Another day, another loss to the Bruins. The difference? You could make a legitimate argument that the Leafs were the best team on the night.

The Maple Leafs dominated for long stretches against the Bruins and were undone by mental lapses. There are a ton of positives in the Leafs play, but that’s just not good enough when you aren’t getting points. Here are my five thoughts from the night:

1) Matthews Line Dominates

The Matthews line finished nearly 60% CF, a positive xGF, and a positive high danger chance differential. From the drop of the puck, the trio of Matthews, Nylander and Johnsson were all over the ice. They created offensive zone time by recovering pucks and forcing the Bruins to chase them around the zone. Nylander was impactful on the forecheck, Johnsson won puck races Matthews was dominant.

One of the key differences in Matthews and Nylander’s dominant vs. invisible games is how much time they spend in the middle of the ice. From the outset, both Matthews and Nylander found themselves in the thick of things. Both players were consistently at the net front, getting the puck to the middle and creating chances in the danger areas. In particular, Matthews was in the process of getting crosschecked, when he directed a shot going seven feet wide, down through the pads of Rask.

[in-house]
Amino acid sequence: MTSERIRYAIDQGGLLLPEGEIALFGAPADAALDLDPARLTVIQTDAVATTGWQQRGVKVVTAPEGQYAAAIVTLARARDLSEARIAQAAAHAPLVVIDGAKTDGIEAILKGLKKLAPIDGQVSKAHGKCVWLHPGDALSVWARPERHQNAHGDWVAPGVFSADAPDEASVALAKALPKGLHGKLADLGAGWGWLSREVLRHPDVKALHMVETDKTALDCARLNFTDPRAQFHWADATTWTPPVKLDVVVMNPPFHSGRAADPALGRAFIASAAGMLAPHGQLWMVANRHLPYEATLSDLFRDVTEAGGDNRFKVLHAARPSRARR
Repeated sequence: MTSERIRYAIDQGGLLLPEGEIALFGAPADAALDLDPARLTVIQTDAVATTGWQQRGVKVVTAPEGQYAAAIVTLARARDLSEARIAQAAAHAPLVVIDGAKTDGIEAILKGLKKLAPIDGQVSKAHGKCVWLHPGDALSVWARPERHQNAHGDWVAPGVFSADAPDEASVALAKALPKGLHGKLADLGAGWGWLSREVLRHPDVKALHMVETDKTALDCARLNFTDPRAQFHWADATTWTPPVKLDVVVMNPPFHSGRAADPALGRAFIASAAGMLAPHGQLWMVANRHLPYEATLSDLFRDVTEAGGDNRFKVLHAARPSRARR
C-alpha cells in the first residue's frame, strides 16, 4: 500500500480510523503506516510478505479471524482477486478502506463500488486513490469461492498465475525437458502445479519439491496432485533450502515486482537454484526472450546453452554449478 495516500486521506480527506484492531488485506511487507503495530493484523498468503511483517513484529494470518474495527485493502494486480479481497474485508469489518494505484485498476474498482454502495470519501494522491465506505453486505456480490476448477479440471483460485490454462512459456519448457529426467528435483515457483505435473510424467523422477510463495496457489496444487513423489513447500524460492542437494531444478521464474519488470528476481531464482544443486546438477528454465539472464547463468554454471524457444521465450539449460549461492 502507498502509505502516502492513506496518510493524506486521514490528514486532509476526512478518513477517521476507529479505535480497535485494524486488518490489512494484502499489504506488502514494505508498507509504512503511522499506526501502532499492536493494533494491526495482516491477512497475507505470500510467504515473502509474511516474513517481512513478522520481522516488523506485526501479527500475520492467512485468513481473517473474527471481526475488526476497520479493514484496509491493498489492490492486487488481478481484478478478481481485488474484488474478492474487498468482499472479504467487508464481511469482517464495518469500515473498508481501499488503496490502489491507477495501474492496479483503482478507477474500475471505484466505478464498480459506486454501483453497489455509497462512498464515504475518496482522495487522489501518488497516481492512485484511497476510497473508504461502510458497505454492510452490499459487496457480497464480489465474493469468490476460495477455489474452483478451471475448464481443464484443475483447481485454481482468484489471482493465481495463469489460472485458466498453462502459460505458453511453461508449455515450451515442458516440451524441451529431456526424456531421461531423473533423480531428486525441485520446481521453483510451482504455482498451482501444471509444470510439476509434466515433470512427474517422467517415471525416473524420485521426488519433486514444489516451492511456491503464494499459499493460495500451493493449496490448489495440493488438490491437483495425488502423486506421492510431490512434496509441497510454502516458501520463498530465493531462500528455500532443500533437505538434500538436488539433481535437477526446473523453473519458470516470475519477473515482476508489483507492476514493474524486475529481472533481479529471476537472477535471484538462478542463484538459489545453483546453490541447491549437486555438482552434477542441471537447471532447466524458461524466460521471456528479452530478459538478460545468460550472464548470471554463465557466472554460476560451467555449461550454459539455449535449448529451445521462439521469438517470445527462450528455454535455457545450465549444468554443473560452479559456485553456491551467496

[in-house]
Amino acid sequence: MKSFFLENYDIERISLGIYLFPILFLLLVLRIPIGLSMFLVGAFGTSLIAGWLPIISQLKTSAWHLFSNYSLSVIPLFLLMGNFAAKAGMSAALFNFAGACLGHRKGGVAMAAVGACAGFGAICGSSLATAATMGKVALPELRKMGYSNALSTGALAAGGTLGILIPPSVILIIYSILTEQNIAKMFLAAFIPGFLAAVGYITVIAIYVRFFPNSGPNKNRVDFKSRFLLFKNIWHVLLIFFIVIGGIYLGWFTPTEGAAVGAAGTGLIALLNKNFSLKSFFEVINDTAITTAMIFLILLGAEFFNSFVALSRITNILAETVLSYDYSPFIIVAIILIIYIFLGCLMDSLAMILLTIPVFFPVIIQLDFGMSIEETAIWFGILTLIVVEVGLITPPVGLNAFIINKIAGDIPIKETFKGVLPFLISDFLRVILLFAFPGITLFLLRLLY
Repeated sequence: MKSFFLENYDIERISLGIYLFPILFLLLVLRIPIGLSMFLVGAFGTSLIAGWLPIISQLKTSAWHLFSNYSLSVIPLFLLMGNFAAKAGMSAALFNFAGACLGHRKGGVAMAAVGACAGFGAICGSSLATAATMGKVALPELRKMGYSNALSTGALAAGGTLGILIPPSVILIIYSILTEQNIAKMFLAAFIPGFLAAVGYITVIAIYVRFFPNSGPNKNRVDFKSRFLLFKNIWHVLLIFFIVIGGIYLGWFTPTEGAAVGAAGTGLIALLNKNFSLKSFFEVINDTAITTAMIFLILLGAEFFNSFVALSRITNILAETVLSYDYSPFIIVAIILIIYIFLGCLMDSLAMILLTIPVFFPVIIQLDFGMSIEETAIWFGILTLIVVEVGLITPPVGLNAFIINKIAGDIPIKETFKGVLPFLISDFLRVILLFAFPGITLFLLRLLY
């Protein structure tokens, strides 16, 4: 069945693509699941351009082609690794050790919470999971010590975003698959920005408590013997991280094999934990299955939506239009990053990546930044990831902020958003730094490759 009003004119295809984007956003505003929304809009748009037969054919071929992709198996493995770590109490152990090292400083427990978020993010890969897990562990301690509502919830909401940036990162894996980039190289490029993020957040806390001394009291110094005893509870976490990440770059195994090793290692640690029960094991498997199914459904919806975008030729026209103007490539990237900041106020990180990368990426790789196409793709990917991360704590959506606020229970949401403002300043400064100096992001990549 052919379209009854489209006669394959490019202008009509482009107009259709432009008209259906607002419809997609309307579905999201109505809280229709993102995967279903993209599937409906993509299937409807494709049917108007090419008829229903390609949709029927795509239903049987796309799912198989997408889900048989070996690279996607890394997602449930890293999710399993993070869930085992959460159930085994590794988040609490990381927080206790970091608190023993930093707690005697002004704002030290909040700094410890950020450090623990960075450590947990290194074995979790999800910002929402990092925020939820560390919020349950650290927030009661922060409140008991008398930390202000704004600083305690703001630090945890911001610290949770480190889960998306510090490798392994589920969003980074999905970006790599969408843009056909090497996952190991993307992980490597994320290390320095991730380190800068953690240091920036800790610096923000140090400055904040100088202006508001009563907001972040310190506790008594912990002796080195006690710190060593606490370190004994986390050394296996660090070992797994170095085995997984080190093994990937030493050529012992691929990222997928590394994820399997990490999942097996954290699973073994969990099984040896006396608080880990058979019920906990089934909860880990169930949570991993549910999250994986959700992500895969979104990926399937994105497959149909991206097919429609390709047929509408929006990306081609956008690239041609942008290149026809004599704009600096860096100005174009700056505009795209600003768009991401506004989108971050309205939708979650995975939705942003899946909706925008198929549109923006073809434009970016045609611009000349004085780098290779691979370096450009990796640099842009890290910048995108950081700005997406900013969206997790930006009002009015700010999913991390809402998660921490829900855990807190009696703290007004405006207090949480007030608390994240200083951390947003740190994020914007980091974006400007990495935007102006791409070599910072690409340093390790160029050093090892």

Much has been made about his ability to tip pucks, but to do it in the slot, while off balance is an elite skill. When both of those players are in the middle of the ice, they are significantly more dangerous and impactful for the Leafs. This is exactly the type of game the Leafs need on a consistent basis from their young stars.

2) One Moore Down

At the halfway point of the first period, Trevor Moore and Chris Wagner collided at the Bruins line. Moore’s helmet got knocked off and both players looked a little worse for wear. Moore went to the Leafs dressing room and it was announced that he would not return with a shoulder injury.

After losing Marner and Kerfoot this week, the Leafs can ill afford to lose another top-nine forward.

While the severity of the injury is unknown, Moore has been great for the Leafs this season. He’s a consistent forechecker, tenacious on the puck and provides a physical presence that lacks throughout the lineup. He’s earned the trust of the coaching staff, not an insignificant feat considering who stands behind the bench. An innocent-looking play cost the Leafs another forward against the Bruins, and maybe beyond that. The organizational depth is certainly going to be tested in the coming days.

3) Zach Attack is BACK!

Zach Hyman is back and he is back with authority.

Hyman went 1v3 on a forecheck that included Bergeron and Chara, came up with the puck, and got it to Tavares. That led to a cross-ice pass to Kapanen for the 2-2 goal. When Babcock talks about why Hyman is so important, THAT is what he’s talking about. There is no one on the Leafs who even comes close to Hyman when it comes to forechecking. The guy wins more battles and forces more turnovers than the rest of the Leafs top-six, combined.